BOARDS OF CANADA: GEOGADDI (2002)
1) Ready Lets Go; 2) Music Is Math; 3) Beware The Friendly Stranger; 4) Gyroscope; 5) Dandelion; 6) Sunshine Recorder; 7) In The Annexe; 8) Julie And Candy; 9) The Smallest Weird Number; 10) 1969; 11) Energy Warning; 12) The Beach At Redpoint; 13) Opening The Mouth; 14) Alpha And Omega; 15) I Saw Drones; 16) The Devil Is In The Details; 17) A Is To B As B Is To C; 18) Over The Horizon Radar; 19) Dawn Chorus; 20) Diving Station; 21) You Could Feel The Sky; 22) Corsair; 23) Magic Window; 24) From One Source All Things Depend.
Most of the reviews here went like, "so yeah, they made an album that sounds almost exactly like Music Has The Right To Children, but who really cares to complain if it's so good?" A basic agreement with the first half of this statement on my part, then, would automatically presume disagreement with the presupposition of its second one. Once again, Boards Of Canada offer us a Modern Art Soundscape that will tremendously appeal to all those who have properly disclosed their minds towards Modern Art, as well as to many of those who like stuff just because it is Modern with a capital M (well, properly speaking, as of 2014 this is no longer a truly capital M, but new electronic records like these keep cropping up so often that Geogaddi might just as well have been released today and nobody would have noticed).
This here cranky old stubborn reviewer, though, still feels himself relatively immune to the seductive charms of the Lovin' Hums of Boards of Canada and their «ice-cold tones imbued with childish spirit(s)» ideology, no matter how many glowing counter-opinions he encounters. And this happens even despite a little more emphasis on the atmosphere here than on the beats — there are still plenty of beats, but they do not feel nearly as integral to the sound, perhaps because of numerous small beatless linking tracks, many of which sound like teenagers having fun with some decrepit, million-times-broken church organ in the ruins of a bombed church. Even so, this does not automatically move the record onto the «awesome» shelf.
Straining and overloading my brains, I could probably visualize the world Geogaddi as some sort of purgatory for dead children — a tense and nervous waiting room where nothing much happens except for waiting, although the room is divided into separate sections with their own acoustics and furnishings and micro-climates, and we lazily drift from one room to another for sixty-six minutes and six seconds (a running length suggested to the duo by Warp Records president Steve Beckett as a joke — although, in order to realize it, they had to include a 1:46 track of utter silence ʽMagic Windowʼ, inadvertently, but shamelessly ripping off John Cage in the process). Such a visualization helps tolerate the length and makes the process slightly more amusing, yet it is still not enough to elevate it any higher. I mean, what's the real big difference between watching real paint dry on the walls of your house, or watching imaginary paint dry on the imaginary walls of the purgatory office for dead children? Perhaps in the first few minutes, yes, but then the distinction begins to fade away anyway.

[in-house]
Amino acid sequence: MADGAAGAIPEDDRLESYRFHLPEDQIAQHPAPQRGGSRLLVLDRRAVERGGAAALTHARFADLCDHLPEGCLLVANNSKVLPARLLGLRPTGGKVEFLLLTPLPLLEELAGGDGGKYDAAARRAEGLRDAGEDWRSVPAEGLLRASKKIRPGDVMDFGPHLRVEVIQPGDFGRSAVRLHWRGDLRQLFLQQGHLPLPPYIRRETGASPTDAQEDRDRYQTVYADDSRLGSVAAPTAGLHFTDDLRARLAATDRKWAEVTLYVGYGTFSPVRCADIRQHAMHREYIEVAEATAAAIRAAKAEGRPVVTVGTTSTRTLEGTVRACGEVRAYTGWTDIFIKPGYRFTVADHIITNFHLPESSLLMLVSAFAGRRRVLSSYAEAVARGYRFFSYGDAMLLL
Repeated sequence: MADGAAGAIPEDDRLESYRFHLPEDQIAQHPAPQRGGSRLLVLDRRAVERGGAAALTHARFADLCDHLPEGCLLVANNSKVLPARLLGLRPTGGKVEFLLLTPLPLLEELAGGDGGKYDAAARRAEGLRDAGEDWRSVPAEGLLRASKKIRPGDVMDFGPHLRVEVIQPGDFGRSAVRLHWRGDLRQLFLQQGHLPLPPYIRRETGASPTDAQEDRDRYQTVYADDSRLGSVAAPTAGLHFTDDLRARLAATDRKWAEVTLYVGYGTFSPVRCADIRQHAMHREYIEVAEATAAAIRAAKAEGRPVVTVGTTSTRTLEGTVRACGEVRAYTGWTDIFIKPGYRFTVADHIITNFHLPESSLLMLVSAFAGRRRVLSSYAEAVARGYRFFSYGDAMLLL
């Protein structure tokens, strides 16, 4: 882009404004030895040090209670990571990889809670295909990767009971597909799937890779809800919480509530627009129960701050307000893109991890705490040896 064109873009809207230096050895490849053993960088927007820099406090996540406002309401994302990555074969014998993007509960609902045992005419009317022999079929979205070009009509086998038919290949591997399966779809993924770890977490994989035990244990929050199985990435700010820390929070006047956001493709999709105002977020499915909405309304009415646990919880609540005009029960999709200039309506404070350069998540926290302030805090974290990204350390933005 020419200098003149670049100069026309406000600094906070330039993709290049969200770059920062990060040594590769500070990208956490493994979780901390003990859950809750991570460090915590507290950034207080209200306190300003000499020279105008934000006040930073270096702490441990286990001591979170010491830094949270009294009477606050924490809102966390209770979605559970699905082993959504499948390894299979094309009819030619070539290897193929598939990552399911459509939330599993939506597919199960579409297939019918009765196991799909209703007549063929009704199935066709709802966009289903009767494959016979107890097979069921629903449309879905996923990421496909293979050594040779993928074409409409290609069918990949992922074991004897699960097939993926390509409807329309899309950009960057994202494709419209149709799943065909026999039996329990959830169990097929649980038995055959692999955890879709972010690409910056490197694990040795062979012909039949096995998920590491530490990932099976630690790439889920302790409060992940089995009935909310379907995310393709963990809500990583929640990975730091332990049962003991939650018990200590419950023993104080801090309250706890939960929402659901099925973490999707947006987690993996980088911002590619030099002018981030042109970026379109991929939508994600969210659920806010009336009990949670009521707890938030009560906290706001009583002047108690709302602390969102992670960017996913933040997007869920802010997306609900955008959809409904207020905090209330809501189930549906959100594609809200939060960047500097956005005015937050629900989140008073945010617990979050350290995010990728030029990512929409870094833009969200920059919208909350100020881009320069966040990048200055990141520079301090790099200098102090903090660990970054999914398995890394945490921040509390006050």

Maybe it has something to do with how «buzzy» their mourning droning is. The tones they choose are always sad, and their repetitiveness brings on associations with inescapable doom, but there is hardly any depth to this sound at all. Just to remind myself that I have not become totally insensitive to this stylistics, I put on Brian Eno's ʽSpider And Iʼ — an electronic composition written very much in that same ice-cold stylistics twenty-five years back, and, thank God, was immediately emotionally smitten and overwhelmed exactly the same way that I was smitten when I'd first heard it. In comparison, something like ʽSunshine Recorderʼ or ʽ1969ʼ here sounds bottomless, baseless, feather-light and instantly forgettable. Is it just a difference in technology? Is it related to the fact that the old electronic guys, with their massive circuit boards and «stone age electronics», were by the very nature of their equipment capable of wringing more depth out of it than modern electronic wizards with their triumphantly miniaturized arsenals? Or does it simply mean that Brian Eno was a genius, while Michael and Marcus are merely inventive craftsmen?
I have no answer to these questions, but I do know for sure that there is not a single track here that inspires me to write anything about it, substantial or not. I acknowledge the craft, I admit the inventiveness, and I am vaguely touched by the kids on the bonus track ʽFrom One Source...ʼ (where they overdub various snippets of children reciting prayers or describing God — far more emotionally endearing than the actual music, I'd say), but that's about it. No thumbs down, but no promotion of this piece as an «electronic masterpiece» or anything by no means, either: the ambitions and pretense of Geogaddi (which begin already with its undecipherable title) rise much higher than what seems to be its genuine musical value. At the very least, do not rush to conclusions until you are well soaked in the electronic legacy of «The Old Masters» — against whose background Geogaddi, I am afraid, feels relatively conservative and shallow, despite all the hoopla.